What follows is an interview between Mike Adams (from Naturalnews.com) and Sergei Zimin who represented the company that was once the distributor for Biofilam (at that time called “Modifilan”) in the USA. The product he is referring to in this interview was since rebranded to Biofilam, so the following interview has been edited by Inspired Nutritionals to reflect this fact, for the sake of clarity and accuracy. All instances of “Modifilan” have been replaced with Biofilam (correct as of today, and since 2008). The interview is here divided into sections according to topic, see our other articles for the full interview.
Mike: People are excited about the research showing that brown seaweed contains a certain nutrient named fucoxanthin which burns fat. Now, you talk about something that’s interesting to Western consumers, burning fat is a big concern.
Sergei: That’s the big hype in your world.
Mike: Yes, there’s a lot of interest in it. I’ve covered a lot of dietary products, and the impression that most people get is not true — that they can just continue eating all their unhealthy foods, following an unhealthy lifestyle, and thinking that one certain supplement is going to magically make them look thin or athletic. That’s simply not the case.
Sergei: Especially if they will talk about a particular pigment found in brown seaweed, which I think soon they’re going to sell in an extracted form. It looks like this particular pigment — which was mentioned in these studies — is going to be sold in Costco in a bottle, an inexpensive one, and it will say, “This burns fat. Read the papers.” My take is that I think they approached it from the wrong angle. I think that brown seaweed’s effectiveness in a weight loss situation is all about making your metabolic speed higher through feeding your thyroid with mineral iodine, which the endocrine system benefits from. You will seem to process calories faster and take up energy in a better, faster, more beneficial, and natural way. I’m in total disagreement with the piece that appeared in Time magazine about it. Everybody called here after that went out. I love it, but at the same time I feel shame because soon people will go overboard with this. It will take maybe a few weeks, maybe a few months, but then the magic thing, fucoxanthin, maybe mixed with some drinks, mixed with some vitamins or foods will start appearing in the food supplements section. But it has nothing to do with the true benefit of seaweed which I think is making the endocrine system perform better, and as a result, increasing metabolic speed.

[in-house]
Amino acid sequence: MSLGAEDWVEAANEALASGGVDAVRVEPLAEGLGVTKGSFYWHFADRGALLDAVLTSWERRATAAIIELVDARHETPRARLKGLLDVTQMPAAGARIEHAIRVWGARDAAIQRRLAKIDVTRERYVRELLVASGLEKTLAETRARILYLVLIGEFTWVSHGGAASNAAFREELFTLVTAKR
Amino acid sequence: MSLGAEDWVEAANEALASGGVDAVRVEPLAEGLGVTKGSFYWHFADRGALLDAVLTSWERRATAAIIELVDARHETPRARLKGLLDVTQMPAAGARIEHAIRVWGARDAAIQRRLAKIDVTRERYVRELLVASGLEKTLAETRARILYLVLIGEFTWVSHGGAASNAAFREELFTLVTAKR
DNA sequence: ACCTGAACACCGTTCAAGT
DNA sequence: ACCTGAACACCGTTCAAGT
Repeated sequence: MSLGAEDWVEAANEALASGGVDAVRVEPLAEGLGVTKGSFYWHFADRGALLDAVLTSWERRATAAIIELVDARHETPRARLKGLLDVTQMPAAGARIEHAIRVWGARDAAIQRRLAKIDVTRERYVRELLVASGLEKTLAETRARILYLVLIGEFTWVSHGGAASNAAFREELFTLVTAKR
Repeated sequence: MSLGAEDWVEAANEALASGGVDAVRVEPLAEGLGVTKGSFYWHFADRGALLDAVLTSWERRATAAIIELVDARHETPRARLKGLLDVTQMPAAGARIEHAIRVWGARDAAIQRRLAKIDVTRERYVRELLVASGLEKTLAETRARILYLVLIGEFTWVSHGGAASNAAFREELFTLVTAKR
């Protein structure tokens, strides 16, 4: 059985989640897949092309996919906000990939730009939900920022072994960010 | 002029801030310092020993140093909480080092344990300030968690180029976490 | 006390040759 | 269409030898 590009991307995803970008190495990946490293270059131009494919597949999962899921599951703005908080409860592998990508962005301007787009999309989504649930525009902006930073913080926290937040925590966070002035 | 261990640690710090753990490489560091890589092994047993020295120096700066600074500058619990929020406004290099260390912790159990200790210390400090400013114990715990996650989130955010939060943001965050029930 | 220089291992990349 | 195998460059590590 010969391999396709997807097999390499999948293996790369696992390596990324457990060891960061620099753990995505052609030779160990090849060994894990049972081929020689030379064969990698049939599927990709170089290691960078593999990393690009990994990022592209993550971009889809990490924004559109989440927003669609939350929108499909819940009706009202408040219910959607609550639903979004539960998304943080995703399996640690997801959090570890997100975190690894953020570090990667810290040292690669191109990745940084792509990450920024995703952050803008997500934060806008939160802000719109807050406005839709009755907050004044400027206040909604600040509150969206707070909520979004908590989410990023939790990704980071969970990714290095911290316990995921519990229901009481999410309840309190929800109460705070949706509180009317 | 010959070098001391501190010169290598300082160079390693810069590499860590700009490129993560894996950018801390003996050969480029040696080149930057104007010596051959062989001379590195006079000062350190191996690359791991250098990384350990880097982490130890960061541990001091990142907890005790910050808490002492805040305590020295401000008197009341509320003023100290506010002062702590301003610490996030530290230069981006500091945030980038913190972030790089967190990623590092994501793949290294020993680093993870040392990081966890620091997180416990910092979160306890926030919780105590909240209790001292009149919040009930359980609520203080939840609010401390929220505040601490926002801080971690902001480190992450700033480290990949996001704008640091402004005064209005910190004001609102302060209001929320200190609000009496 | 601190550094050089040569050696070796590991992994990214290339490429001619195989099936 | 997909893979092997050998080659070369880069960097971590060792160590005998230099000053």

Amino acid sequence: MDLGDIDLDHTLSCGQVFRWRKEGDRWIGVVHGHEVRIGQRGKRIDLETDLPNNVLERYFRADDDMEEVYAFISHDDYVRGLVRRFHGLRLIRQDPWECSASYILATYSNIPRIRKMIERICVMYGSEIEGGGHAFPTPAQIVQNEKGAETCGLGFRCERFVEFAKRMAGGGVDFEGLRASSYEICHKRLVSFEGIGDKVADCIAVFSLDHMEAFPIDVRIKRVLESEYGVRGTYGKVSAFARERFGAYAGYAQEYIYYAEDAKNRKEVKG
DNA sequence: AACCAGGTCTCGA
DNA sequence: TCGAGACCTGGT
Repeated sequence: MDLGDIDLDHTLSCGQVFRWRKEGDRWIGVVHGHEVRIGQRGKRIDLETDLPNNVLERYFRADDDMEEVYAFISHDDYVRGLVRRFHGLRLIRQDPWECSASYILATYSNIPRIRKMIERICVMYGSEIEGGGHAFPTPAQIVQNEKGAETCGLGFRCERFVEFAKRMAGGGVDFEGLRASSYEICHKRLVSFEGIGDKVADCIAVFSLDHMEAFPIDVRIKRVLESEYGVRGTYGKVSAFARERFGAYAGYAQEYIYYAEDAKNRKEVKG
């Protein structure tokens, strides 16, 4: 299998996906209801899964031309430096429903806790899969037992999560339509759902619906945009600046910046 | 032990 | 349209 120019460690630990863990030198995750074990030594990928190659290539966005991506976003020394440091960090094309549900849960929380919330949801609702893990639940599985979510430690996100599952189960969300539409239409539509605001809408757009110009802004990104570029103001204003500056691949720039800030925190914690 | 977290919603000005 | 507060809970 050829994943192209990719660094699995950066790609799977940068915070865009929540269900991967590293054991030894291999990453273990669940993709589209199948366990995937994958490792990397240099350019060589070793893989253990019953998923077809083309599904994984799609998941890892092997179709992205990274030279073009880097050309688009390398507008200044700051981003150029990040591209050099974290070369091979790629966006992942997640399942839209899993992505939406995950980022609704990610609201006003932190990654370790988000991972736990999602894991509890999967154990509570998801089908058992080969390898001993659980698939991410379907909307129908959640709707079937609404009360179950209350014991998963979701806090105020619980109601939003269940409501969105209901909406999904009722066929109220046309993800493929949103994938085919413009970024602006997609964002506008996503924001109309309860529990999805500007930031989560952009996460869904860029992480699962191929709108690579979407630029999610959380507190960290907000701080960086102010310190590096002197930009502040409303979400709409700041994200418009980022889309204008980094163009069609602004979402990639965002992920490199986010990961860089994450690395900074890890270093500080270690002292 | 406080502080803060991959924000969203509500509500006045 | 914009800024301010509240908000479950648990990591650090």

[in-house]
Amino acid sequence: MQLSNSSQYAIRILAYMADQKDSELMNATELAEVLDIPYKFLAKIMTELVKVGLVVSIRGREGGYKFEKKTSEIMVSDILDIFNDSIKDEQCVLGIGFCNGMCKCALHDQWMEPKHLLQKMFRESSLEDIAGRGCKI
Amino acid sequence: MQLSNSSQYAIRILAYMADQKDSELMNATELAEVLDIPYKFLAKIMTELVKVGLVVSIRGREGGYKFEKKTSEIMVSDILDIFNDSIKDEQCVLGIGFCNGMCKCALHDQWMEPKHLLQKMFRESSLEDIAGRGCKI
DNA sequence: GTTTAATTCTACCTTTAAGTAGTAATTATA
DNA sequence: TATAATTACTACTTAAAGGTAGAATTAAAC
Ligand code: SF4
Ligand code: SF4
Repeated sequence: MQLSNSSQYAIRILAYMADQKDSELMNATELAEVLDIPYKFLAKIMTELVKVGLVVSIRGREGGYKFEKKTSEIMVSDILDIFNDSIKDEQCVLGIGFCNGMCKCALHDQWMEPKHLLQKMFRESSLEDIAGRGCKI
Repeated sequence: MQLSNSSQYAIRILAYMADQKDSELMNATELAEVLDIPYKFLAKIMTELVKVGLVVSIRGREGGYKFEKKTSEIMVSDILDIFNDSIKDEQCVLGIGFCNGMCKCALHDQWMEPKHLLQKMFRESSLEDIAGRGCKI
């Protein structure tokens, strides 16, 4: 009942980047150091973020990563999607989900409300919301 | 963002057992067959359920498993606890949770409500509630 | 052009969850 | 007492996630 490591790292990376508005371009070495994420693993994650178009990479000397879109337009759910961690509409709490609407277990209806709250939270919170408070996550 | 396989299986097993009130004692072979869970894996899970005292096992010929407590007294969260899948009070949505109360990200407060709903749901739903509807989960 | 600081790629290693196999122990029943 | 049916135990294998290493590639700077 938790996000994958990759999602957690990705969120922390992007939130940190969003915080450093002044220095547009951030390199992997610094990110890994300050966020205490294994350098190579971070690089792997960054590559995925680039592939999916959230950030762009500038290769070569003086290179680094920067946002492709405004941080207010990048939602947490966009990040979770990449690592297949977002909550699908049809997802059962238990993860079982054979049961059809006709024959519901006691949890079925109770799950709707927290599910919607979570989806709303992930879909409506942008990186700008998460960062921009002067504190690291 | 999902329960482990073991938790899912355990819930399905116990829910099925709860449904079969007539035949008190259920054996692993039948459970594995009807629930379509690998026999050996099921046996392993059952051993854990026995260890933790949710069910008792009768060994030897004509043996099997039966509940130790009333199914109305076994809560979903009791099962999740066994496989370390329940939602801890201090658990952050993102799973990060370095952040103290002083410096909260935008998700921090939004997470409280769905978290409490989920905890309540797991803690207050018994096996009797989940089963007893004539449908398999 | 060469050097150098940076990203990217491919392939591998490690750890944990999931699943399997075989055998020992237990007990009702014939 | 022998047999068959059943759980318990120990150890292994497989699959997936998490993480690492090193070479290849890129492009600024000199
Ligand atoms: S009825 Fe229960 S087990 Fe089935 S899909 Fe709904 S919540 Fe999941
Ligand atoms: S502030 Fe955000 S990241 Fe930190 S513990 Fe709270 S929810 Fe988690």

Mike: Well, I agree completely, Sergei, and I think that for anyone to talk about losing weight while they are simultaneously suffering from malnutrition and mineral deficiencies is ridiculous. What people need to do first to lose weight is start nourishing their bodies, not with more calories, but with more real food and high-density food like the whole plant with all of the nutrients in synergy. There is certainly a danger that what may happen with this news is exactly what happened with the hoodia gordonii — it’s being hyped up as a major weight loss aid, but 80 percent of the raw material now being purchased by supplement manufacturers is actually counterfeit. The problem is there’s so much demand for it.
Sergei: The first time I heard the word hoodia, you know what happened? It’s probably going to be a new thing for you, because you don’t know Russian, right?
Mike: Ah, no.
Sergei: “Hoodoi” means thin in Russian. The first time I heard the product called “hoodia,” it made a certain click in my head. “Hoodoi” means thin; “hoodet,” the verb itself, means to lose weight. So when I heard the word and I started to sense all this very strong marketing effort behind it, it was double trouble in my head — the name itself, and the way they sold it.
Mike: Well, but you know, if this information does catch hold, you could find yourself swept up in a whirlwind, actually, whether you want to be or not, where brown seaweed is actually being discredited because people will try some other counterfeit version of it.
Sergei: No, they simply will just buy brown seaweed, and they’ll go to the Whole Foods — which I love; it’s where I buy my food — they will find out that brown seaweed is a kelp and that kelp is a kombu. They’ll go to the whole foods and buy kombu in a powder, a very thin, very fine looking powder that looks okay to our eye. But ask our colon how it looks and feels to this part of the body. It’s like a piece of shrapnel going down, scratching everything off on its way. So people will simply buy Kombu, they’ll start to eat more of that compared to what they did before if they ate any, and they will develop diarrhea. They will develop constipation. They will have an excessive amount of iodine in their gut, because the sludge in the lower part of the GI tract will never get processed properly because it’s non-soluble fiber. Expect this to be one of the major problems for those who jump on the idea of eating kombu in larger quantities. China put it in print today. Time magazine had it delivered into the mailboxes of millions of people around the world. I see people this weekend reading this material on the Internet or in newspapers or in magazines, then they’ll go to Whole Foods stores and ask if they have brown seaweed. They’ll say, “Yes, of course. There it is.” A few bucks a kilo or whatever, and they’ll start to eat it by the teaspoon or tablespoon, God forbid, and you see what will happen one week after that — a very, very serious problem.
Mike: Just to clarify, too, the difference between that raw product and your product is that the non-extracted product has all of that undigestible cellulose, correct?
Sergei: Yes. Our product is a fully soluble substance. It’s a soluble fiber. It does not produce any sludge; you can’t find any sand in there when you mix it with water.